Utsav has found some narrative inconsistencies in his then anonymous accusers and revealed that screenshots were doctored. Conveniently of course, he doesn't have the authentic messages to show what actually went down. What he's doing is discrediting accounts -- not proving his innocence. Legally, I think that's enough to dismiss evidence. Ethically, that's just a piece-of-shit move.
Two people whose accounts cannot be relied upon anymore is being used as a basis to discredit the narrative.
In a valiant attempt to restore his reputation, Utsav Chakraborty, the stand-up comic (?) in the eye of the storm of last year's #MeToo Twitter wave, has named and shamed anonymous account holders for "false narratives" against him.
I'm not sure how I feel about this. On the one hand, people have the right to defend themselves if they have been falsely accused of anything.
On the other, outing the people behind anonymous accounts is definitely an attempt to intimidate survivors.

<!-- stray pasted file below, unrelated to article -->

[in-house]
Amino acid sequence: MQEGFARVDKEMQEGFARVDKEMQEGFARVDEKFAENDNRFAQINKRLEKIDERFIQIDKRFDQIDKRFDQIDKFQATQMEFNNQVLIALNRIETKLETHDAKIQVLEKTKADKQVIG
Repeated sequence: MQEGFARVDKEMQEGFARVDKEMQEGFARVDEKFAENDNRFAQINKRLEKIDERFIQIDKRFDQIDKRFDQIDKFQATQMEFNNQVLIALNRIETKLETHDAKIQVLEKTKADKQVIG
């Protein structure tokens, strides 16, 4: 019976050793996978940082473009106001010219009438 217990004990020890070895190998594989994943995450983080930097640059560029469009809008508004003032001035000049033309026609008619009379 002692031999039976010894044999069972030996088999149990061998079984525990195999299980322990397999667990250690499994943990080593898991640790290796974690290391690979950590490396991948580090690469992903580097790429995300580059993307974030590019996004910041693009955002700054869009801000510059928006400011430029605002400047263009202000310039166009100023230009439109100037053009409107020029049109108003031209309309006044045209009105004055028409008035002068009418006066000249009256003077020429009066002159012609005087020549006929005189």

Just leaving this here in case you are jumping on the ‘he was innocent I am so sorry I believed those women’ bandwagon and forgetting there were *several* accounts and not just the ones being picked at:
I mean... the articulation of ‘Jai Shri Ram’ that has found renewed enthusiasm among the Hindus is so evidently used as roar of assertion and victory, and as a very loud proclamation of dominance. Where is the ‘spiritual, soft, pliant, accepting’ Hinduism that is claimed?
And then you find out about caste, and then you see increasing militancy and violence and then you see how completely in denial the Hindus are about how their religion is as flawed and problematic as the ones they assert superiority over. And then you see the majoritarian political forces solidify this and inflict unabashed violence and yet the strange idea that Hinduism is a soft, accepting ideology persists!
It’s strange to have grown up listening to a narrative of Hinduism as some sort of open, non-rigid, fluid pantheistic religious belief system while seeing it also play out as quite the opposite. I remember hearing quite often ‘Hinduism isn’t a religion, it’s a way of life’ and other such spiritual pleasantries.
Jab dil hi toot gaya toh.
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